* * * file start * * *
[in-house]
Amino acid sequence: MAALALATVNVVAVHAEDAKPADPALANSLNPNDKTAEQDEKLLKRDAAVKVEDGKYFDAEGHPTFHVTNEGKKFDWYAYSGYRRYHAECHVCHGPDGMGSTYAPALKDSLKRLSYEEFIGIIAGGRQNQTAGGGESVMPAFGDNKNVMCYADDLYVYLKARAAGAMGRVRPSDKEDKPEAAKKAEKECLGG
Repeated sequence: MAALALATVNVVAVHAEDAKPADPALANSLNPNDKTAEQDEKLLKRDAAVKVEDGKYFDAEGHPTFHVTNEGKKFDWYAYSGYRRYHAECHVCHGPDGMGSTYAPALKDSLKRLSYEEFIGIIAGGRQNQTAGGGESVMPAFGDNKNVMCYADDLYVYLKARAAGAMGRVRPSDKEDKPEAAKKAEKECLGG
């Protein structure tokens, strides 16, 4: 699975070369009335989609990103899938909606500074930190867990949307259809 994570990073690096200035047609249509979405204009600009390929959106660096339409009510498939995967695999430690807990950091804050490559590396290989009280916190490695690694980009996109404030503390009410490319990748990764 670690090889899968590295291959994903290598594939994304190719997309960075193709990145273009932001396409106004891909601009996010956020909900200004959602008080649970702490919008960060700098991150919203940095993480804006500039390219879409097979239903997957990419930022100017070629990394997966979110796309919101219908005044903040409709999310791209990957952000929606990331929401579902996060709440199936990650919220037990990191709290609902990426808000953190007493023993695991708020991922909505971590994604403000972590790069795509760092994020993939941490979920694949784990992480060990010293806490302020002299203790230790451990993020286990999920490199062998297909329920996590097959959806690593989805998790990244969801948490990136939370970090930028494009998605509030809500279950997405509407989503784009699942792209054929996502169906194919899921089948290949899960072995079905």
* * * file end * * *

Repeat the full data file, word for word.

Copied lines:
[in-house]
Amino acid sequence: MAALALATVNVVAVHAEDAKPADPALANSLNPNDKTAEQDEKLLKRDAAVKVEDGKYFDAEGHPTFHVTNEGKKFDWYAYSGYRRYHAECHVCHGPDGMGSTYAPALKDSLKRLSYEEFIGIIAGGRQNQTAGGGESVMPAFGDNKNVMCYADDLYVYLKARAAGAMGRVRPSDKEDKPEAAKKAEKECLGG
Repeated sequence: MAALALATVNVVAVHAEDAKPADPALANSLNPNDKTAEQDEKLLKRDAAVKVEDGKYFDAEGHPTFHVTNEGKKFDWYAYSGYRRYHAECHVCHGPDGMGSTYAPALKDSLKRLSYEEFIGIIAGGRQNQTAGGGESVMPAFGDNKNVMCYADDLYVYLKARAAGAMGRVRPSDKEDKPEAAKKAEKECLGG
């Protein structure tokens, strides 16, 4: 699975070369009335989609990103899938909606500074930190867990949307259809 994570990073690096200035047609249509979405204009600009390929959106660096339409009510498939995967695999430690807990950091804050490559590396290989009280916190490695690694980009996109404030503390009410490319990748990764 670690090889899968590295291959994903290598594939994304190719997309960075193709990145273009932001396409106004891909601009996010956020909900200004959602008080649970702490919008960060700098991150919203940095993480804006500039390219879409097979239903997957990419930022100017070629990394997966979110796309919101219908005044903040409709999310791209990957952000929606990331929401579902996060709440199936990650919220037990990191709290609902990426808000953190007493023993695991708020991922909505971590994604403000972590790069795509760092994020993939941490979920694949784990992480060990010293806490302020002299203790230790451990993020286990999920490199062998297909329920996590097959959806690593989805998790990244969801948490990136939370970090930028494009998605509030809500279950997405509407989503784009699942792209054929996502169906194919899921089948290949899960072995079905």